First experience using a logging app

Last weekend, the weather offered a very mild Saturday afternoon that was very hard to spend indoors. Plus, I haven’t done any field radio since my trip to Michigan, so it didn’t take too much for me to get set for a quick outing to one of the local parks. I knew that the weekend was also waiting for a major contest – the ARRL Sweepstakes – but luckily for me, it didn’t start until later, so I had good chances to find a spot on the bands just for myself and the awesome POTA hunters.

Since it was an impromptu little adventure, I did not quite follow my usual preparation routine. Not that I needed a lot of research on the park that I was heading to – I’ve been there before and knew quite well where I will operate from. However, I didn’t have a chance to check my station’s battery in advance – and, unfortunately, it turned out not to be fully charged.

My field HF station is set up to activate K-4014 Prairie Queen Recreation Area.
My field HF station is set up to activate K-4014 Prairie Queen Recreation Area.

This time I was headed to Prairie Queen Recreation Area in the southwestern part of Omaha Metro area (POTA designator K-4014). Once I arrived to my destination, it did not take too long to set up. I worked with my full-power 100 W station (back to it again after several great tests and an inspiring trip with my ultra-portable setup!). In the past several months I’ve used a longer 17-foot whip from MFJ with my Super Antenna, that showed its improved efficiency during my recent tests.

With a trusted, tested and proven station in hand, I still wanted to try something new during this outing. Recently, I followed with interest several discussions about various logging software that people use in the field. I decided to leave behind anything that works on a laptop, since I have no intention to include it into my radio setup any time soon. Thus, I concentrated on mobile apps (and since I’m an Android guy – I wasn’t paying too much attention on iOS-only ones).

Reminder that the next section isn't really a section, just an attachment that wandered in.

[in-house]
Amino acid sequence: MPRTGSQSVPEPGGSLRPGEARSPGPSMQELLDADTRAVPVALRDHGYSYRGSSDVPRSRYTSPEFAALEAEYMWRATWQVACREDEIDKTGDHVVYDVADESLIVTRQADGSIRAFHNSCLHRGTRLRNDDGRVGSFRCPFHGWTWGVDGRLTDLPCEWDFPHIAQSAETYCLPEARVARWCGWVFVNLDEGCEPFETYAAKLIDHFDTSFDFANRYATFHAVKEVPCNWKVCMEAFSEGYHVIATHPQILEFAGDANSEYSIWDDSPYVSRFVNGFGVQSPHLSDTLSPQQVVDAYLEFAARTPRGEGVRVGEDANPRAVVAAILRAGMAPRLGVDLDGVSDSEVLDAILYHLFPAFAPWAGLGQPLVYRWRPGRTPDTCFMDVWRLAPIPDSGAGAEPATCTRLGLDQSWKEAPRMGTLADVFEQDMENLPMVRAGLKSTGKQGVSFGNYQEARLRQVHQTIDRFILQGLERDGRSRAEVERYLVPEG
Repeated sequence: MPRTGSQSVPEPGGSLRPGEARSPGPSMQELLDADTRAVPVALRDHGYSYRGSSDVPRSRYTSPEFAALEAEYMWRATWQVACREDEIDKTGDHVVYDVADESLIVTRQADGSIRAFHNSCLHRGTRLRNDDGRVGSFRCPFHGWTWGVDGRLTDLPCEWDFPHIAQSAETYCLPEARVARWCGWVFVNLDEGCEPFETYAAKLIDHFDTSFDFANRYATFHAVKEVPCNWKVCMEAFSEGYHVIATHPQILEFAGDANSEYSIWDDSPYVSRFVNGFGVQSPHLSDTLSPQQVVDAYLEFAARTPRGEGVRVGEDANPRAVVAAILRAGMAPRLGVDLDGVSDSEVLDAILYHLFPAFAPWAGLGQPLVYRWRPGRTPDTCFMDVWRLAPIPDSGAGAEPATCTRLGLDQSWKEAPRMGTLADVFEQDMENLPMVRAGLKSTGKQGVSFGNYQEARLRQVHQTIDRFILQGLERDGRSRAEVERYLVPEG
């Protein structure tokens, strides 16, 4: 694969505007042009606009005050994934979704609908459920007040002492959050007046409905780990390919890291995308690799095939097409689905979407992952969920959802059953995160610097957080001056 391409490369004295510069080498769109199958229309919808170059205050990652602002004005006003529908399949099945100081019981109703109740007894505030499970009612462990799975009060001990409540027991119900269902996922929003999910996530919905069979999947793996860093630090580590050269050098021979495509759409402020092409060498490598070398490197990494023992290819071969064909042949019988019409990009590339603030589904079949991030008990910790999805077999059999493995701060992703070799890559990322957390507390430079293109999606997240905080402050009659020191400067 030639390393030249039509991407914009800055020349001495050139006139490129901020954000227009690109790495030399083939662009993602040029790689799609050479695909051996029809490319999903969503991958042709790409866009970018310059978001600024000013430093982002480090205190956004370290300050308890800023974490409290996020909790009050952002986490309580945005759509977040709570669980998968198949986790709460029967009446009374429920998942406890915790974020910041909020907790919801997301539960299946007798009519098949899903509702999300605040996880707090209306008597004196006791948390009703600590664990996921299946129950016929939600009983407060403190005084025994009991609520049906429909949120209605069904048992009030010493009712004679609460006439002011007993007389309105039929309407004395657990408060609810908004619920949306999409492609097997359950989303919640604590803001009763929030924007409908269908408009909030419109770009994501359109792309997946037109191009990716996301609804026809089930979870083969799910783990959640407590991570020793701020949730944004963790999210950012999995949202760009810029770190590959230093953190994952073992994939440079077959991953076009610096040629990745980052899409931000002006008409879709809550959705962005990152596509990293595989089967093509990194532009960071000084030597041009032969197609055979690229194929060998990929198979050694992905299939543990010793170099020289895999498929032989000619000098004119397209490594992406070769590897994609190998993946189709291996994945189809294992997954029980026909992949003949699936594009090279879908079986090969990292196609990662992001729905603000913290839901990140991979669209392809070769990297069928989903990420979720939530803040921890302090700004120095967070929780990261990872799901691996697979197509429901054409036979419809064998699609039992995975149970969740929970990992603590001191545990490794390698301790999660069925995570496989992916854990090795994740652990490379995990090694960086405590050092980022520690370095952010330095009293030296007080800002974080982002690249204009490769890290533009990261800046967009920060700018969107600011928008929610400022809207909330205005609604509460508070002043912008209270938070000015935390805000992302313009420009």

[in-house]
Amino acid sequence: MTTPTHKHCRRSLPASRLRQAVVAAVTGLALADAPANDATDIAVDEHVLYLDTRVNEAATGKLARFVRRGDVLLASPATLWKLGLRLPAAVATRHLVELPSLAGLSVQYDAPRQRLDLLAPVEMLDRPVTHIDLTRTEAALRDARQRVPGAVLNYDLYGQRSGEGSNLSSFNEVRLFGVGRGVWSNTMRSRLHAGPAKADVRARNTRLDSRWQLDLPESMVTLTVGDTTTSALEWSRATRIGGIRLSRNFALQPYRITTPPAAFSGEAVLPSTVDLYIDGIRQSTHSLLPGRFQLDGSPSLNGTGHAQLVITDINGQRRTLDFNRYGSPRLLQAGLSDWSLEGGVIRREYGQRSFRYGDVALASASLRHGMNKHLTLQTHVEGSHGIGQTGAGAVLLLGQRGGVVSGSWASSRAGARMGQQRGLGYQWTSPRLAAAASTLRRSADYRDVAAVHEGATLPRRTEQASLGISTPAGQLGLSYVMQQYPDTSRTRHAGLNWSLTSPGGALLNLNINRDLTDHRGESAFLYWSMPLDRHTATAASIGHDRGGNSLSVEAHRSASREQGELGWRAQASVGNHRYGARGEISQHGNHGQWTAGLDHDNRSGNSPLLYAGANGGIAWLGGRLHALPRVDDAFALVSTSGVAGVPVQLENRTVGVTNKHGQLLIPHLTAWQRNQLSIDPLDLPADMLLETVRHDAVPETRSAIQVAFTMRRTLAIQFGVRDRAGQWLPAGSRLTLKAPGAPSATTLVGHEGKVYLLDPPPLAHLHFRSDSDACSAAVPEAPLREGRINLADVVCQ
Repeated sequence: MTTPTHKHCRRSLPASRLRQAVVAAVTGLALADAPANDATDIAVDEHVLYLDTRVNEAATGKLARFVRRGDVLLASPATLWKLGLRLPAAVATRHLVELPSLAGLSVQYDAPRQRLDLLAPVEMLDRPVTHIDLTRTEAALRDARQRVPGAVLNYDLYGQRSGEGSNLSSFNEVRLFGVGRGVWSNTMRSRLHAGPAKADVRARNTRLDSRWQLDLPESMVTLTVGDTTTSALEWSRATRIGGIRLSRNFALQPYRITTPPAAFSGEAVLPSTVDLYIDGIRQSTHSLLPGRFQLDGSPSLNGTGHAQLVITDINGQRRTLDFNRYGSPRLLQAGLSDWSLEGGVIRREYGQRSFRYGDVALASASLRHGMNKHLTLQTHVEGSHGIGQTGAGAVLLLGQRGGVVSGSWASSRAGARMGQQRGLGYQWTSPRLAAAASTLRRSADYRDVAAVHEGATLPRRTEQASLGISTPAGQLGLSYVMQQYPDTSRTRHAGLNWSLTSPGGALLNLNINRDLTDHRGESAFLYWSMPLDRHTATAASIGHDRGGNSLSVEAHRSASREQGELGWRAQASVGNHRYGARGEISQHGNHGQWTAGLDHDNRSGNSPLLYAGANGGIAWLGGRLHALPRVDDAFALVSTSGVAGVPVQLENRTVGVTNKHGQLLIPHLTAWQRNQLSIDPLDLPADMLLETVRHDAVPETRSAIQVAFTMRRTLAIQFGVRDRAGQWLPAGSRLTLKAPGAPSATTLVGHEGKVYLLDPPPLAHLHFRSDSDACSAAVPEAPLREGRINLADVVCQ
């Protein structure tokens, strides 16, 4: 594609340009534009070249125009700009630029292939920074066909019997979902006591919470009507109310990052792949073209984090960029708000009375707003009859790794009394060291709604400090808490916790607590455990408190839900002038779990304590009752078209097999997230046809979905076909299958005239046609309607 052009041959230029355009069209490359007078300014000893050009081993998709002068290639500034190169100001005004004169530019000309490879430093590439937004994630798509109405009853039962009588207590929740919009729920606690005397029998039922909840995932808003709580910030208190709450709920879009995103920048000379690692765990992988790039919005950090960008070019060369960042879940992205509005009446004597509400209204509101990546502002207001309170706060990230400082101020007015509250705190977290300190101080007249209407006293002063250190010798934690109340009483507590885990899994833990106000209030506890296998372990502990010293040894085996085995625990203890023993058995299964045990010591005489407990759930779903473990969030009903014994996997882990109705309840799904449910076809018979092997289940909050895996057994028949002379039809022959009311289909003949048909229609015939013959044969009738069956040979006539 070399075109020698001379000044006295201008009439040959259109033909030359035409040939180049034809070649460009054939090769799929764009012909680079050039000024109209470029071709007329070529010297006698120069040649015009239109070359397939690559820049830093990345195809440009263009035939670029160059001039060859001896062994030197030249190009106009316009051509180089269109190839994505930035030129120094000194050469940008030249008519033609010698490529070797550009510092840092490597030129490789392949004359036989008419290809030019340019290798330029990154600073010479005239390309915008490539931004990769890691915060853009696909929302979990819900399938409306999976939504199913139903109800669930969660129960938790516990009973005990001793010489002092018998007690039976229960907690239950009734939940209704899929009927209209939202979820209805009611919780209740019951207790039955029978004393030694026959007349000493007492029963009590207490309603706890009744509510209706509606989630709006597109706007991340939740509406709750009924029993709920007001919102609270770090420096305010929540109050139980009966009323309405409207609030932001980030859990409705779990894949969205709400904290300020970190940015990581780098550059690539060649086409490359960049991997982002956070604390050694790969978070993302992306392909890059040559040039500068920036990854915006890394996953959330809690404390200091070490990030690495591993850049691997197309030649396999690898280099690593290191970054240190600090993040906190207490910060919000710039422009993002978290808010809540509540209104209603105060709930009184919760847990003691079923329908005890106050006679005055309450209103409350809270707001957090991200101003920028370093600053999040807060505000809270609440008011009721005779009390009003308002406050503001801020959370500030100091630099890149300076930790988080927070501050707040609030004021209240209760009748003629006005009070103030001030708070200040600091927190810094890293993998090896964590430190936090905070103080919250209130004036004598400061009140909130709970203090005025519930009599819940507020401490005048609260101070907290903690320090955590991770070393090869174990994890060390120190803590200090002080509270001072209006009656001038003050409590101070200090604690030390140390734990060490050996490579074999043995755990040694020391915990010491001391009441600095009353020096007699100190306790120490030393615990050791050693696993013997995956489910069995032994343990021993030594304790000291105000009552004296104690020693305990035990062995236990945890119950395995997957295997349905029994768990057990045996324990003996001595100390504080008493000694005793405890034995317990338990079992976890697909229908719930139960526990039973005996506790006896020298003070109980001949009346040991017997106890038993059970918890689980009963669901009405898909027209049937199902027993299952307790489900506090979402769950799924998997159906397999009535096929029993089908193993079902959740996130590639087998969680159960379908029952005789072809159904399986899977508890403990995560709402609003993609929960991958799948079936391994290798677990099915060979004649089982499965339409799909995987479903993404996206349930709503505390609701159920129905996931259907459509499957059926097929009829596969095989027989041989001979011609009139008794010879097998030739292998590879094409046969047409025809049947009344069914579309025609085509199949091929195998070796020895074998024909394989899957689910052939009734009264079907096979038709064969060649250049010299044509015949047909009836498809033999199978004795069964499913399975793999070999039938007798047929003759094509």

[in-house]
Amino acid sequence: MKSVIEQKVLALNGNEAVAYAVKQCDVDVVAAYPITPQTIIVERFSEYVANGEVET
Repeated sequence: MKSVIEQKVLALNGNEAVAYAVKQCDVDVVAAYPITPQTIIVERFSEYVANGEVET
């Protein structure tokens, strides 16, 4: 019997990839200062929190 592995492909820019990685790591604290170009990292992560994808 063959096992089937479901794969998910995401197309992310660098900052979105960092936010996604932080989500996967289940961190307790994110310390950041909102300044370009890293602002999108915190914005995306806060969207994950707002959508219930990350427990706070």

I have to admit that I was quite skeptical about logging with an app in the field. During all my 20+ park activations this season, I used paper logs. It proved to be a convenient and reliable approach, with a lot of flexibility to make corrections or quickly put some additional info that the logger won’t necessarily have a field for. However, there’s a substantial drawback to it: after coming back from a four-park rove with almost 150 contacts in the log, it takes quite some time to manually type them in to my main log.



After some consideration, I decided to try the VLS Logger. It is a simple and user-friendly app with not a whole lot of bells and whistles – but I don’t quite need any of those. What I need is a one-time log generation, export as ADIF to my email – and then I clean it till next use. An added bonus is that one can specify that you operate POTA (or SOTA, or other supported program for that matter), and it has a fields to input your park number, as well as the DX park number for park-to-park contacts. The QSO counter also comes handy – no more need to anxiously count the lines to see if you got the magic 10 contacts yet! šŸ™‚